Loading may now commence. The progress can be seen in that the Loading Started status light is green. The Load status light will be yellow during the process as shown in Figure 32 and green once completed as shown in Figure 33.

Figure 33
TU status set to closed

After all loading is completed, the TU can be closed to set the Loading Completed status to green by clicking the Close TU button (Figure 33).

After the loading is completed, the goods issue posting can be performed by clicking the Post GI button (Figure 34). This action sets the Goods Issue status and also the Goods Issue (TU) status as shown in Figure 34.

Figure 34
Post Goods Issue status set to completed

The TU can now be moved away from the door to a checkpoint or parking area. This must be done through the TU transaction (transaction code /SCWM/TU). This updates the At Door status again.

The TU can now be checked out from the SCOE by selecting the Departure from Checkpoint button. Clicking this button sets the Departure status to green (Figure 35).

Figure 35
TU Departure status updated

Once the TU and all relevant activities are completed, all the statuses are green as shown in Figure 36.

Figure 36
Status overview (all completed and shown as green status lights)

The warehouse management monitor for the TU/delivery is updated to completed statuses. This is automatically set. See Figure 37.

Figure 37
The warehouse mangement monitor shows the completed statuses

The TU is completed. This can be seen by the GI/GR Pstd (goods issue/goods receipt posted) status that is set to a green status light and the activity status (ActStatTxt) that displays as Completed (Figure 38).

Figure 38
TU status completed

Customer Testimony

The following is testimony from a customer for which we implemented the SCOP and SCOE functionality.

Q: What do you like about the SAP EWM Shipping Cockpit?

A: The Shipping Cockpit gives the load compiler great visibility and control over the outbound process, from load planning though picking and checking to loading. The Shipping Cockpit status lights make following the progress of an outbound shipment easy. Problems are clearly identifiable and easier to investigate using the drill-down functionality.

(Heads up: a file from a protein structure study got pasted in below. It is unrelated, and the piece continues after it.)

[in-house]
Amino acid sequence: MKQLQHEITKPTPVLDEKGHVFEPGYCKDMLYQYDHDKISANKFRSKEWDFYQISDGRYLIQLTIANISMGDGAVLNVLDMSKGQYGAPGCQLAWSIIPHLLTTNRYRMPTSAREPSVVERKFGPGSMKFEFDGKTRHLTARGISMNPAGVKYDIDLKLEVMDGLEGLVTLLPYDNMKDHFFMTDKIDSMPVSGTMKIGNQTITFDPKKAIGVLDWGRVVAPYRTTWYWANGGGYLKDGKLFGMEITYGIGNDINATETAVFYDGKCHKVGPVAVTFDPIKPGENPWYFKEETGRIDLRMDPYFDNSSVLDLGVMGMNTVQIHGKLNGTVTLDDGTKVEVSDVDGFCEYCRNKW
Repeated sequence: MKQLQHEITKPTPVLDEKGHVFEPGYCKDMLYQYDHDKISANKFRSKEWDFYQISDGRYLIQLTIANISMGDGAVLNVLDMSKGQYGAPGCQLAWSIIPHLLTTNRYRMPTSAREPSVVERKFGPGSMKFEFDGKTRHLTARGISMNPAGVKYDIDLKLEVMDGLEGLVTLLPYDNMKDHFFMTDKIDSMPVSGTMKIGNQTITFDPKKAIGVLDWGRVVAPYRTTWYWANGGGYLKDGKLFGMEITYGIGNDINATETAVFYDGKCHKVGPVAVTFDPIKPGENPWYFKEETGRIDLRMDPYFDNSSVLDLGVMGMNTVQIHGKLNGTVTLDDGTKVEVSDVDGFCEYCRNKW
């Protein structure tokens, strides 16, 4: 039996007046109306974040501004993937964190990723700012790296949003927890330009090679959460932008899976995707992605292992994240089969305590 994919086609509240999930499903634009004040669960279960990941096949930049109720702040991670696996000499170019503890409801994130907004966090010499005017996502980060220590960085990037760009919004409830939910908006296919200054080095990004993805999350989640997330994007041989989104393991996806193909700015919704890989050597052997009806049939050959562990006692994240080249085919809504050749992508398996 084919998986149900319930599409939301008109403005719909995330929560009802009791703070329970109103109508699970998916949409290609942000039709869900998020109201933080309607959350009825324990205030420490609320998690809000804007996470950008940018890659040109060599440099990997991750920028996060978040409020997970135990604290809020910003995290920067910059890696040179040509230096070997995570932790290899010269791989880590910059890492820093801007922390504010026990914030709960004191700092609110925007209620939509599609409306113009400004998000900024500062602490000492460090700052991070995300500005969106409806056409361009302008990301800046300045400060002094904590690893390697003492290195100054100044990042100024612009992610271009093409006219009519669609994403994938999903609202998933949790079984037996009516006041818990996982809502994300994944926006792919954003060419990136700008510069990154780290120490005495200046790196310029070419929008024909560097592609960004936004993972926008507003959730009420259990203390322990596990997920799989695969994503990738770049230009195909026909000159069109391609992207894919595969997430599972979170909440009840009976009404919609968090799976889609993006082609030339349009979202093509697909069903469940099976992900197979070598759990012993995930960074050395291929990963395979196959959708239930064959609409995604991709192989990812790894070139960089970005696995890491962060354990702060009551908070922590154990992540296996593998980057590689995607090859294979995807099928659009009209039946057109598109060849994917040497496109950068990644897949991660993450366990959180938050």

Q: What about the Shipping Cockpit is better than the old manual paper system?

A: The Shipping Cockpit is used in the distribution administration team’s daily meeting as a tool to identify and address any open issues. The frustration of lost pages is eliminated and the information is always up to date.

— Ashwin Moodley (Distell South Africa, New Germany Distribution Centre, Administration Controller)

An email has been sent to:


Hein Botha

Hein Botha ( is an SAP SCM EWM consultant at Argon Supply Chain Solutions. Hein has been involved with SAP applications since 2000 and operates from 2012 in the extended warehouse management (EWM) area as an SCM-EWM consultant.

David Webb

David Webb ( is an SAP SCM architect at Argon Supply Chain Solutions. David is an experienced SAP supply chain solution architect with industry experience covering the retail, fast-moving consumer goods (FMCG), electronics, and motor manufacturing sectors. He has more than 16 years of SAP design, configuration, and technical experience delivering solutions on both the SAP ERP and SCM platforms.